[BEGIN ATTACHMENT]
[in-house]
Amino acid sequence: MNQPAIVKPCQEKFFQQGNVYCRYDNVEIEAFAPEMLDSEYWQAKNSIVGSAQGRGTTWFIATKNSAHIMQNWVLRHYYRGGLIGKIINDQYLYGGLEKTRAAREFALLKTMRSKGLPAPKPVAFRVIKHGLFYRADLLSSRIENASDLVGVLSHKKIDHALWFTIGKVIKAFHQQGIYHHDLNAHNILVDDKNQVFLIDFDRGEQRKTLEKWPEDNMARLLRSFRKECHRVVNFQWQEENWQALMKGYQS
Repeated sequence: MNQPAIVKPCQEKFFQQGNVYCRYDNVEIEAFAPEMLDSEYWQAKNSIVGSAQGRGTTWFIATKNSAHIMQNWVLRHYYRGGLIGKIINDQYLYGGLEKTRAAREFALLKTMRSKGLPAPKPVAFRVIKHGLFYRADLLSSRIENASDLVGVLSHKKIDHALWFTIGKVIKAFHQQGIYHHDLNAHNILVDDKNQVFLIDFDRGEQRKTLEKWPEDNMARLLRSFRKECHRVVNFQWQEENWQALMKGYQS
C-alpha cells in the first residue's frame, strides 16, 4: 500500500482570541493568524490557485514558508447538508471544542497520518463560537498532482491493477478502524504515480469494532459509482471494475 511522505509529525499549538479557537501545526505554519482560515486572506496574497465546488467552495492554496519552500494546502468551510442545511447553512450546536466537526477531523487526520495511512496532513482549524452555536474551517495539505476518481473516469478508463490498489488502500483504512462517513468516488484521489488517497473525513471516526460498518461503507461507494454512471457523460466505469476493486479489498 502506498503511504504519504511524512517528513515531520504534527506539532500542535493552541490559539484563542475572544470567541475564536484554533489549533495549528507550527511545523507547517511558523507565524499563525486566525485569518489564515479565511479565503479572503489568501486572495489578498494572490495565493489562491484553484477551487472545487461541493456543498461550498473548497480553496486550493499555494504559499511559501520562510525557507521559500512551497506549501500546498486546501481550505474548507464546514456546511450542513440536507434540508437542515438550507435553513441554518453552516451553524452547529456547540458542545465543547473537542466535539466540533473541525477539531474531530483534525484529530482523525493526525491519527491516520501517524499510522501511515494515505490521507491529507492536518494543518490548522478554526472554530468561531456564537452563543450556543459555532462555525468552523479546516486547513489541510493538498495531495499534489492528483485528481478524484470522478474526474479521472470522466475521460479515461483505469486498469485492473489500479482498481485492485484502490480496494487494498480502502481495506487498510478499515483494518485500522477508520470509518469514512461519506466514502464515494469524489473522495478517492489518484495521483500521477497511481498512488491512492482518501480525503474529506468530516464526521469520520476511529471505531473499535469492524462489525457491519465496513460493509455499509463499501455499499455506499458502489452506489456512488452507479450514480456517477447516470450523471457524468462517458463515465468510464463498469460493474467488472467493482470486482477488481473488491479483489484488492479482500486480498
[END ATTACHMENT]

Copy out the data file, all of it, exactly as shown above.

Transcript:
[in-house]
Amino acid sequence: MNQPAIVKPCQEKFFQQGNVYCRYDNVEIEAFAPEMLDSEYWQAKNSIVGSAQGRGTTWFIATKNSAHIMQNWVLRHYYRGGLIGKIINDQYLYGGLEKTRAAREFALLKTMRSKGLPAPKPVAFRVIKHGLFYRADLLSSRIENASDLVGVLSHKKIDHALWFTIGKVIKAFHQQGIYHHDLNAHNILVDDKNQVFLIDFDRGEQRKTLEKWPEDNMARLLRSFRKECHRVVNFQWQEENWQALMKGYQS
Repeated sequence: MNQPAIVKPCQEKFFQQGNVYCRYDNVEIEAFAPEMLDSEYWQAKNSIVGSAQGRGTTWFIATKNSAHIMQNWVLRHYYRGGLIGKIINDQYLYGGLEKTRAAREFALLKTMRSKGLPAPKPVAFRVIKHGLFYRADLLSSRIENASDLVGVLSHKKIDHALWFTIGKVIKAFHQQGIYHHDLNAHNILVDDKNQVFLIDFDRGEQRKTLEKWPEDNMARLLRSFRKECHRVVNFQWQEENWQALMKGYQS
C-alpha cells in the first residue's frame, strides 16, 4: 500500500482570541493568524490557485514558508447538508471544542497520518463560537498532482491493477478502524504515480469494532459509482471494475 511522505509529525499549538479557537501545526505554519482560515486572506496574497465546488467552495492554496519552500494546502468551510442545511447553512450546536466537526477531523487526520495511512496532513482549524452555536474551517495539505476518481473516469478508463490498489488502500483504512462517513468516488484521489488517497473525513471516526460498518461503507461507494454512471457523460466505469476493486479489498 502506498503511504504519504511524512517528513515531520504534527506539532500542535493552541490559539484563542475572544470567541475564536484554533489549533495549528507550527511545523507547517511558523507565524499563525486566525485569518489564515479565511479565503479572503489568501486572495489578498494572490495565493489562491484553484477551487472545487461541493456543498461550498473548497480553496486550493499555494504559499511559501520562510525557507521559500512551497506549501500546498486546501481550505474548507464546514456546511450542513440536507434540508437542515438550507435553513441554518453552516451553524452547529456547540458542545465543547473537542466535539466540533473541525477539531474531530483534525484529530482523525493526525491519527491516520501517524499510522501511515494515505490521507491529507492536518494543518490548522478554526472554530468561531456564537452563543450556543459555532462555525468552523479546516486547513489541510493538498495531495499534489492528483485528481478524484470522478474526474479521472470522466475521460479515461483505469486498469485492473489500479482498481485492485484502490480496494487494498480502502481495506487498510478499515483494518485500522477508520470509518469514512461519506466514502464515494469524489473522495478517492489518484495521483500521477497511481498512488491512492482518501480525503474529506468530516464526521469520520476511529471505531473499535469492524462489525457491519465496513460493509455499509463499501455499499455506499458502489452506489456512488452507479450514480456517477447516470450523471457524468462517458463515465468510464463498469460493474467488472467493482470486482477488481473488491479483489484488492479482500486480498